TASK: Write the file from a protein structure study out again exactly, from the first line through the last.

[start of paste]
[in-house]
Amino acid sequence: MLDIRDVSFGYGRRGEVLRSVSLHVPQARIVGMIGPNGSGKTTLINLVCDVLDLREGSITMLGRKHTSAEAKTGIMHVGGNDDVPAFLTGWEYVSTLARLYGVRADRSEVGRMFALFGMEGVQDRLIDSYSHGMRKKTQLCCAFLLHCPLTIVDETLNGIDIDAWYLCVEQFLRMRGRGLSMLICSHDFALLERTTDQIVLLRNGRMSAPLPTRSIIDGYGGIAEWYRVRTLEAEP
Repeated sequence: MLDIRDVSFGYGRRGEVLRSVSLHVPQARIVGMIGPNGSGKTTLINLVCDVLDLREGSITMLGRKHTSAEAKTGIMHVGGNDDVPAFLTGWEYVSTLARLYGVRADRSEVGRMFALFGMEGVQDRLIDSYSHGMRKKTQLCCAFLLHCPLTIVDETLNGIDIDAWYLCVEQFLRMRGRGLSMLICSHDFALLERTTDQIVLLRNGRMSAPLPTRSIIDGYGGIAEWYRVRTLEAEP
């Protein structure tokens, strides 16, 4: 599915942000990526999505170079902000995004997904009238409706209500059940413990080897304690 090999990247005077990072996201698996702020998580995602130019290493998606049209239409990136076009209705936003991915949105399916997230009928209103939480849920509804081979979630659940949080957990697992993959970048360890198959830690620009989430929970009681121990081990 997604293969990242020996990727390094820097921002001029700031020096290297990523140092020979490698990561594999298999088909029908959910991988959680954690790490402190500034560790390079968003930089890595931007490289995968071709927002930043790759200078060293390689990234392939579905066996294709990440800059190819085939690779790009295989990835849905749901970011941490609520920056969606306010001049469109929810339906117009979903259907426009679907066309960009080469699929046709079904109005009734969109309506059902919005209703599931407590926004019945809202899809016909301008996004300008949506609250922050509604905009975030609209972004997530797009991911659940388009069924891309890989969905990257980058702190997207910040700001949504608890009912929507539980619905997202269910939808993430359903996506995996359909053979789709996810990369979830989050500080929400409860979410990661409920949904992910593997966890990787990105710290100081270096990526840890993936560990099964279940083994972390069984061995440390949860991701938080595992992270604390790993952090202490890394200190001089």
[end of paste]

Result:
[in-house]
Amino acid sequence: MLDIRDVSFGYGRRGEVLRSVSLHVPQARIVGMIGPNGSGKTTLINLVCDVLDLREGSITMLGRKHTSAEAKTGIMHVGGNDDVPAFLTGWEYVSTLARLYGVRADRSEVGRMFALFGMEGVQDRLIDSYSHGMRKKTQLCCAFLLHCPLTIVDETLNGIDIDAWYLCVEQFLRMRGRGLSMLICSHDFALLERTTDQIVLLRNGRMSAPLPTRSIIDGYGGIAEWYRVRTLEAEP
Repeated sequence: MLDIRDVSFGYGRRGEVLRSVSLHVPQARIVGMIGPNGSGKTTLINLVCDVLDLREGSITMLGRKHTSAEAKTGIMHVGGNDDVPAFLTGWEYVSTLARLYGVRADRSEVGRMFALFGMEGVQDRLIDSYSHGMRKKTQLCCAFLLHCPLTIVDETLNGIDIDAWYLCVEQFLRMRGRGLSMLICSHDFALLERTTDQIVLLRNGRMSAPLPTRSIIDGYGGIAEWYRVRTLEAEP
């Protein structure tokens, strides 16, 4: 599915942000990526999505170079902000995004997904009238409706209500059940413990080897304690 090999990247005077990072996201698996702020998580995602130019290493998606049209239409990136076009209705936003991915949105399916997230009928209103939480849920509804081979979630659940949080957990697992993959970048360890198959830690620009989430929970009681121990081990 997604293969990242020996990727390094820097921002001029700031020096290297990523140092020979490698990561594999298999088909029908959910991988959680954690790490402190500034560790390079968003930089890595931007490289995968071709927002930043790759200078060293390689990234392939579905066996294709990440800059190819085939690779790009295989990835849905749901970011941490609520920056969606306010001049469109929810339906117009979903259907426009679907066309960009080469699929046709079904109005009734969109309506059902919005209703599931407590926004019945809202899809016909301008996004300008949506609250922050509604905009975030609209972004997530797009991911659940388009069924891309890989969905990257980058702190997207910040700001949504608890009912929507539980619905997202269910939808993430359903996506995996359909053979789709996810990369979830989050500080929400409860979410990661409920949904992910593997966890990787990105710290100081270096990526840890993936560990099964279940083994972390069984061995440390949860991701938080595992992270604390790993952090202490890394200190001089």